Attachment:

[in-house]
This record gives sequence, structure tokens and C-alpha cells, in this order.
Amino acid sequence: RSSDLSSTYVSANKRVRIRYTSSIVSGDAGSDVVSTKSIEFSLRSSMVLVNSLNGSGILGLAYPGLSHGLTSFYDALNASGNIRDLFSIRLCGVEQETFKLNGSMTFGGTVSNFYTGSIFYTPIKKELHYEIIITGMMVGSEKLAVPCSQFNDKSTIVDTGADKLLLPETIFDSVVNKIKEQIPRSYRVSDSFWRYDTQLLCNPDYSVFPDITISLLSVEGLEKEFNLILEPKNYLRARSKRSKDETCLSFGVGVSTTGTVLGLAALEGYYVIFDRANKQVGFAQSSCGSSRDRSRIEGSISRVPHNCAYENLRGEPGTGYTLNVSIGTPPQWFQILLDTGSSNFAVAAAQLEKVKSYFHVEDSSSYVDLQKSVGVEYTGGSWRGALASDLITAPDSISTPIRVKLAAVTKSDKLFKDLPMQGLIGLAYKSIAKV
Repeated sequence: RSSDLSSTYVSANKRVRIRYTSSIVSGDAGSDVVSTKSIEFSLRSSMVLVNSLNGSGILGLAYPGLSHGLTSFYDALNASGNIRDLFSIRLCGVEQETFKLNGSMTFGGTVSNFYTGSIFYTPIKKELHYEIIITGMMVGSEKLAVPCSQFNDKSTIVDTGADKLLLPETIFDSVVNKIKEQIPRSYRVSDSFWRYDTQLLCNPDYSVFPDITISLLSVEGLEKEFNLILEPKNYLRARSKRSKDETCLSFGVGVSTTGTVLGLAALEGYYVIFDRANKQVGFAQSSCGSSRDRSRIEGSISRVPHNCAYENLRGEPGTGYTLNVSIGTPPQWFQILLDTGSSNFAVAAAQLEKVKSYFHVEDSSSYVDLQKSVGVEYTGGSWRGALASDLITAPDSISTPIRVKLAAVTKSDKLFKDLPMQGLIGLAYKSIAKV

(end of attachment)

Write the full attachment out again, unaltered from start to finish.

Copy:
[in-house]
This record gives sequence, structure tokens and C-alpha cells, in this order.
Amino acid sequence: RSSDLSSTYVSANKRVRIRYTSSIVSGDAGSDVVSTKSIEFSLRSSMVLVNSLNGSGILGLAYPGLSHGLTSFYDALNASGNIRDLFSIRLCGVEQETFKLNGSMTFGGTVSNFYTGSIFYTPIKKELHYEIIITGMMVGSEKLAVPCSQFNDKSTIVDTGADKLLLPETIFDSVVNKIKEQIPRSYRVSDSFWRYDTQLLCNPDYSVFPDITISLLSVEGLEKEFNLILEPKNYLRARSKRSKDETCLSFGVGVSTTGTVLGLAALEGYYVIFDRANKQVGFAQSSCGSSRDRSRIEGSISRVPHNCAYENLRGEPGTGYTLNVSIGTPPQWFQILLDTGSSNFAVAAAQLEKVKSYFHVEDSSSYVDLQKSVGVEYTGGSWRGALASDLITAPDSISTPIRVKLAAVTKSDKLFKDLPMQGLIGLAYKSIAKV
Repeated sequence: RSSDLSSTYVSANKRVRIRYTSSIVSGDAGSDVVSTKSIEFSLRSSMVLVNSLNGSGILGLAYPGLSHGLTSFYDALNASGNIRDLFSIRLCGVEQETFKLNGSMTFGGTVSNFYTGSIFYTPIKKELHYEIIITGMMVGSEKLAVPCSQFNDKSTIVDTGADKLLLPETIFDSVVNKIKEQIPRSYRVSDSFWRYDTQLLCNPDYSVFPDITISLLSVEGLEKEFNLILEPKNYLRARSKRSKDETCLSFGVGVSTTGTVLGLAALEGYYVIFDRANKQVGFAQSSCGSSRDRSRIEGSISRVPHNCAYENLRGEPGTGYTLNVSIGTPPQWFQILLDTGSSNFAVAAAQLEKVKSYFHVEDSSSYVDLQKSVGVEYTGGSWRGALASDLITAPDSISTPIRVKLAAVTKSDKLFKDLPMQGLIGLAYKSIAKV